Fortunately there are some artisan breeders already at work restoring the Bedlington and Sealyham terriers to their working design, resurrecting the very attractive Sporting Lucas Terrier and promoting the Patterdale. The country sports writer Brian Plummer, blending skill, knowledge, vision and enterprise, developed his own breed of terrier, named after him and predictably well respected by those who work their dogs. But where are the landed families of today in such work? Where are the successors to the likes of the Duke of Kingston and his Pointers, the Duke of Newcastle and his Clumbers, the Earls of Southesk and Carlisle and Lord Ossulton and their setters, Lord Orford and his Greyhounds, the Duchess of Newcastle and her Fox Terriers and Lord Knutsford and his Labradors?
Without leadership, either from a traditional source or from the Kennel Club, which sees no role for itself in conserving historic British breeds, how can we put this right? We probably need, first of all, a new kind of Kennel Club dedicated to the remaining British sporting breeds and their survival. Is this something for the BFSS to foster? The American Kennel Club does not have the monopoly that ours exploits, indeed one of the AKC's rival organisations, the United Kennel Club, registers more dogs annually than our KC and licenses most of the working activities there. An enterprising and enlightened dog food manufacturer would find good rewards from the sponsorship of such a worthy organisation as a new more patriotic Sporting Kennel Club in Britain.
Secondly there is a need to restrict the entirely capricious and wholly unjustified importation of fresh foreign breeds into this country. Coming along behind the German short-haired pointers are the Stichelhaars and the Langhaars, behind the Large Munsterlander is the small variety and then there are the French pointers: the Braque D'Auvergne, the Braque St.Germain and the two sizes of Braque Francais, and the Epagneuls: Picard, de Pont-Audemer and Francais, as well as the Dutch dogs: the Stabyhoun and the Drentse Patrijshond - we could be overwhelmed!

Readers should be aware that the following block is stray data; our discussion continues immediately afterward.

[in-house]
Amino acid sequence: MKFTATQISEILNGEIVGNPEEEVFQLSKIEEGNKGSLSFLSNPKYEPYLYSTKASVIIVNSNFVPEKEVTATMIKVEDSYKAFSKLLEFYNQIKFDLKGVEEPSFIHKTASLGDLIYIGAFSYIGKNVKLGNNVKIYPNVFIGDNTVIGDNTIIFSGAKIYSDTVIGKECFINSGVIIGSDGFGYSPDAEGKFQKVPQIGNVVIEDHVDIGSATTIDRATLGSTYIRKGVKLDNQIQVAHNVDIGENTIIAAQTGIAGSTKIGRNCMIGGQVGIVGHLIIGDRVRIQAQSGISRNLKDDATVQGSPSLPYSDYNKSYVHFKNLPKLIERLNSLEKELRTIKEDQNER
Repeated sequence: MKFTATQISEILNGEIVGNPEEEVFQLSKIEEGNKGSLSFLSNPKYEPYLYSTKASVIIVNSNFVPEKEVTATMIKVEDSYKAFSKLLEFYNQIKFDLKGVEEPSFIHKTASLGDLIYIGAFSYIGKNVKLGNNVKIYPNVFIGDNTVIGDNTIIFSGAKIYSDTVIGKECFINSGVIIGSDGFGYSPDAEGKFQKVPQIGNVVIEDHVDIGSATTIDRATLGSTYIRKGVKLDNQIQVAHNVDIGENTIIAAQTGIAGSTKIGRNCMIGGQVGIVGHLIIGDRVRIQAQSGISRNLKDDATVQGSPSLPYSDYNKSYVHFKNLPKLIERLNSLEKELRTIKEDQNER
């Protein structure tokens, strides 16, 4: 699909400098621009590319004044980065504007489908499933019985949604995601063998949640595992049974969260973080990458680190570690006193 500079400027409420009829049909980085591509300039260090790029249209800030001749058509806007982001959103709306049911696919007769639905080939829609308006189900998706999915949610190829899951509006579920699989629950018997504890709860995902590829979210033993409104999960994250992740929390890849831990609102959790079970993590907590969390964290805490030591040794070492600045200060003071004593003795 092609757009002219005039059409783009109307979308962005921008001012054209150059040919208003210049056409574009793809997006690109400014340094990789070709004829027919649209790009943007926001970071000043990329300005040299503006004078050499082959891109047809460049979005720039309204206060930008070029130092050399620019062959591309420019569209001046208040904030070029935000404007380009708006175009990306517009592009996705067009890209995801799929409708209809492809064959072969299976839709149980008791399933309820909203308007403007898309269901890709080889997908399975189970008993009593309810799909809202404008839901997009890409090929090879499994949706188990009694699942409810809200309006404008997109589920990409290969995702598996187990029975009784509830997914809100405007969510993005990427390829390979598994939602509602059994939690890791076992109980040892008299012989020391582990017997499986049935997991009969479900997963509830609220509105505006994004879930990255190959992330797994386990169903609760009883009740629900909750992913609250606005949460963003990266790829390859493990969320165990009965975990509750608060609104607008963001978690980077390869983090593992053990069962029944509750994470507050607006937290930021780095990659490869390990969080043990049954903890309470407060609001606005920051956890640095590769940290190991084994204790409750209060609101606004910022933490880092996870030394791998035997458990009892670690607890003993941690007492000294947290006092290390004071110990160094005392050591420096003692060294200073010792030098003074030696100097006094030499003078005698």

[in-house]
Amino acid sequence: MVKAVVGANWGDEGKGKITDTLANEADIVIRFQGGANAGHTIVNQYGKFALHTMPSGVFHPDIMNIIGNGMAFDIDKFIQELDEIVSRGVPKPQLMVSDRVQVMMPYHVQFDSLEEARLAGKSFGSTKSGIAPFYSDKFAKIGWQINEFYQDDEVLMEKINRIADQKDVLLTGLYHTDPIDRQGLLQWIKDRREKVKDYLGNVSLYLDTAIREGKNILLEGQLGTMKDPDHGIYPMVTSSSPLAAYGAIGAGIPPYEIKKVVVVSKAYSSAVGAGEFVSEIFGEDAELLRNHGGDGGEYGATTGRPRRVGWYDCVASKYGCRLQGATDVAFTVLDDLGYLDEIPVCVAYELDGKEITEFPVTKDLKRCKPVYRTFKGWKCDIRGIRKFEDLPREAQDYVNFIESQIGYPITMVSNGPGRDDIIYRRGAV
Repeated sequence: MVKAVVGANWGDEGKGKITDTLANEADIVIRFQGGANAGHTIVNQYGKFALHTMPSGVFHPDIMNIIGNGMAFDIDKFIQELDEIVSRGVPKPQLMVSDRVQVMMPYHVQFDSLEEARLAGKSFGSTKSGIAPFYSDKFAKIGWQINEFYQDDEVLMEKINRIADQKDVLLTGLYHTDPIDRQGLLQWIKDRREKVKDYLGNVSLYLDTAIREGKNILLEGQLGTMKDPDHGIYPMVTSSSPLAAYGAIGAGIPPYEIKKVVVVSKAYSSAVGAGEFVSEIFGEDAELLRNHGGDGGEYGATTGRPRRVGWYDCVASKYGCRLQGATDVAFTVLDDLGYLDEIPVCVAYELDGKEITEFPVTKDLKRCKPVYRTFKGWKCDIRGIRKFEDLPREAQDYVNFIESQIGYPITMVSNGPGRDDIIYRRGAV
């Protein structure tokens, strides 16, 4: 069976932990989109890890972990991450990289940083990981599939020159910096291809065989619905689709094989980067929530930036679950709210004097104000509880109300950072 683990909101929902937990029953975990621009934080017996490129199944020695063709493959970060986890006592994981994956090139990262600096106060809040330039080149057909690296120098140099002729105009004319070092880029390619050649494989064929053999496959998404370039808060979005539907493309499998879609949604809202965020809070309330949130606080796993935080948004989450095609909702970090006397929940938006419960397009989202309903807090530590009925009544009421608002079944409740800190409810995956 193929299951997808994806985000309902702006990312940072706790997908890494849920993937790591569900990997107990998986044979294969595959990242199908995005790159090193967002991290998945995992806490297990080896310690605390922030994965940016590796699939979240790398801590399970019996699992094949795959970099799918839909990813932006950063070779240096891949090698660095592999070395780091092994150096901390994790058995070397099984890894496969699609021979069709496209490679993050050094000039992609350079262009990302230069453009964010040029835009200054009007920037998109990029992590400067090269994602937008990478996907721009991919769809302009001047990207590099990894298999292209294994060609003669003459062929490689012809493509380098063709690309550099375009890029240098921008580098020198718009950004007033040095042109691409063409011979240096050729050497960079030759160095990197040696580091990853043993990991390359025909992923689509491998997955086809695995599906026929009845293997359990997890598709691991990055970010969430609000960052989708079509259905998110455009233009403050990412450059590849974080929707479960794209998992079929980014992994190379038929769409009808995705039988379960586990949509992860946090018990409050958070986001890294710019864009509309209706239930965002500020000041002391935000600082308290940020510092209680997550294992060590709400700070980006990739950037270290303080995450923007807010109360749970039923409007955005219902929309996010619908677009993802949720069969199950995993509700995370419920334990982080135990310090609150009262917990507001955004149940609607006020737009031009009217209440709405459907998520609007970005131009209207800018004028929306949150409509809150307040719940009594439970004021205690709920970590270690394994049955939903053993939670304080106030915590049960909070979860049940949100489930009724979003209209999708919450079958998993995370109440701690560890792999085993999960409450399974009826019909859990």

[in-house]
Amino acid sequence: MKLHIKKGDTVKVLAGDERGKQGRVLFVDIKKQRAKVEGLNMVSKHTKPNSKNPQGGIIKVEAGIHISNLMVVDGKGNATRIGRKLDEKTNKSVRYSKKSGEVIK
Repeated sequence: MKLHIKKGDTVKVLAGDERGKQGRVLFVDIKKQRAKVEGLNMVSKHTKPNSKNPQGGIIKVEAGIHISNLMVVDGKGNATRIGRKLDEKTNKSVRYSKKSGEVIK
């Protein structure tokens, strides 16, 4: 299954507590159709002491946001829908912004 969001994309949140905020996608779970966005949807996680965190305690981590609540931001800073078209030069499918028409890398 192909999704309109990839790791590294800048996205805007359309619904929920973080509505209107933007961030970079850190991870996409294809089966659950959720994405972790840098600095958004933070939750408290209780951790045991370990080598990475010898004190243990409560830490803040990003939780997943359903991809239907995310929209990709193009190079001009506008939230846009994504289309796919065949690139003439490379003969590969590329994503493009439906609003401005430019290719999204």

The Federation Cynologique Internationale (FCI) or world kennel club, recognises 340 breeds, well over twice the number recognised by our KC and the American KC. But the FCI has at last acknowledged the need to restrict the number of new breeds it accepts. It now demands a minimum of eight distinct bloodlines, at least a thousand dogs registered and evidence of control of hereditary problems. Against those criteria, breeds like the Chinese Shar Pei would never be allowed in here.
Thirdly there is a need to counter the ignorance of old English breeds. Why import a Stumpytail Cattle Dog from Australia when the look-a-like bob-tailed sheepdogs of the Black Mountain on the Herefordshire border are being neglected? Why import the Petit Brabancon (the smooth toy griffon) when our comparable Toy black and tan terrier is losing ground? Why import a Hamiltonstovare from Sweden when our similar stud-book Harrier is so handsome and well bred? We lose our sedge-coloured Norfolk retriever and then import a sedge-coloured retriever, the Chesapeake Bay, from Norfolk, Virginia. We lose our red decoy-dog and then import a red Nova Scotia Duck-Tolling Retriever with an identical role.
For a nation accused of living in the past, we are paradoxically fast losing our living heritage. In thirty years time, when the people of England is aghast at the incidence of inherited diseases in pedigree dogs, the loss of genetically-healthy age-old proven breeds of our native dogs will really be felt, and we only have ourselves to blame. Step forward patriotic country sportsmen, terrier-men especially, give some thought to the next millennium. Will not one of you re-create the English White Terrier, the Shropshire Black and Tan, the Cheshire White or the real Yorkie? If you haven't the resources for that, do what you can for the Norfolk and Manchester Terriers, the latter only registering around 100 pups a year these days. Only 52 Sussex Spaniels were registered in 2011, a lovely old breed fading away. Buy English - before it's too late!
A CENTURY OF ANNUAL REGISTRATIONS OF ENGLISH BREEDS:
Breed Year Year Year
1908 1958 2008
Basset Hound 10 249 1,433
English Setters 240 359 399
Airedale Terrier 757 828 864
Bulldogs 1,739 664 4,543
Black & Tan Terrier 81 163 117